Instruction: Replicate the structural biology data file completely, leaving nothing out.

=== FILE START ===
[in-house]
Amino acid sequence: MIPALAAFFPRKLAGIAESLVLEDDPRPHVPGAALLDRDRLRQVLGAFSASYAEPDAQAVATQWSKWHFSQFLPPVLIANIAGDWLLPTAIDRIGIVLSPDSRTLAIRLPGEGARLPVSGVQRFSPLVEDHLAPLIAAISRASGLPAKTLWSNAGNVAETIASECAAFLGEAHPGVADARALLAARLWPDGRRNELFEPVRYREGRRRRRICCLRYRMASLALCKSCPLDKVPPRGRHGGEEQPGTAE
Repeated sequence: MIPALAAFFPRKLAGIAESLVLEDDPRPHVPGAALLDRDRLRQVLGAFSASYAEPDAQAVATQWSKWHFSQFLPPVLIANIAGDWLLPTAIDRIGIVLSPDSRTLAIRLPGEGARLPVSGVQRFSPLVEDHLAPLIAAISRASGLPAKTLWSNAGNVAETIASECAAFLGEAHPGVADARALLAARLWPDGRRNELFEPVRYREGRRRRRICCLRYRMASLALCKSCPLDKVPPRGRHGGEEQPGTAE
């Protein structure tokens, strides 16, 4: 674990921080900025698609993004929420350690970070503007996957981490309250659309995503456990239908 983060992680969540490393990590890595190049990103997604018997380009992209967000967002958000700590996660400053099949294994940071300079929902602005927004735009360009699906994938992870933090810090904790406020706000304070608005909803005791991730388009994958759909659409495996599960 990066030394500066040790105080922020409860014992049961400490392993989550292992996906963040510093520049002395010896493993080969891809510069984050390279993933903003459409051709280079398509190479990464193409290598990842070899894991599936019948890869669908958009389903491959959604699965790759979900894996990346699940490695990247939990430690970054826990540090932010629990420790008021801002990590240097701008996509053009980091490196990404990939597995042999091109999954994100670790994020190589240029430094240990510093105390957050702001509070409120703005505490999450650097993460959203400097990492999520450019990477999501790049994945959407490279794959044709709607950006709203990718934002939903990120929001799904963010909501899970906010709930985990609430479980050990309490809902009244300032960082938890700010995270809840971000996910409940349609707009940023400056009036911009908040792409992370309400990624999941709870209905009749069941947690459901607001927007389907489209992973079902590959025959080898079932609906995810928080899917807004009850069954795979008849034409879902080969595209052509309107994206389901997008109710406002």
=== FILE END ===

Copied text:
[in-house]
Amino acid sequence: MIPALAAFFPRKLAGIAESLVLEDDPRPHVPGAALLDRDRLRQVLGAFSASYAEPDAQAVATQWSKWHFSQFLPPVLIANIAGDWLLPTAIDRIGIVLSPDSRTLAIRLPGEGARLPVSGVQRFSPLVEDHLAPLIAAISRASGLPAKTLWSNAGNVAETIASECAAFLGEAHPGVADARALLAARLWPDGRRNELFEPVRYREGRRRRRICCLRYRMASLALCKSCPLDKVPPRGRHGGEEQPGTAE
Repeated sequence: MIPALAAFFPRKLAGIAESLVLEDDPRPHVPGAALLDRDRLRQVLGAFSASYAEPDAQAVATQWSKWHFSQFLPPVLIANIAGDWLLPTAIDRIGIVLSPDSRTLAIRLPGEGARLPVSGVQRFSPLVEDHLAPLIAAISRASGLPAKTLWSNAGNVAETIASECAAFLGEAHPGVADARALLAARLWPDGRRNELFEPVRYREGRRRRRICCLRYRMASLALCKSCPLDKVPPRGRHGGEEQPGTAE
């Protein structure tokens, strides 16, 4: 674990921080900025698609993004929420350690970070503007996957981490309250659309995503456990239908 983060992680969540490393990590890595190049990103997604018997380009992209967000967002958000700590996660400053099949294994940071300079929902602005927004735009360009699906994938992870933090810090904790406020706000304070608005909803005791991730388009994958759909659409495996599960 990066030394500066040790105080922020409860014992049961400490392993989550292992996906963040510093520049002395010896493993080969891809510069984050390279993933903003459409051709280079398509190479990464193409290598990842070899894991599936019948890869669908958009389903491959959604699965790759979900894996990346699940490695990247939990430690970054826990540090932010629990420790008021801002990590240097701008996509053009980091490196990404990939597995042999091109999954994100670790994020190589240029430094240990510093105390957050702001509070409120703005505490999450650097993460959203400097990492999520450019990477999501790049994945959407490279794959044709709607950006709203990718934002939903990120929001799904963010909501899970906010709930985990609430479980050990309490809902009244300032960082938890700010995270809840971000996910409940349609707009940023400056009036911009908040792409992370309400990624999941709870209905009749069941947690459901607001927007389907489209992973079902590959025959080898079932609906995810928080899917807004009850069954795979008849034409879902080969595209052509309107994206389901997008109710406002």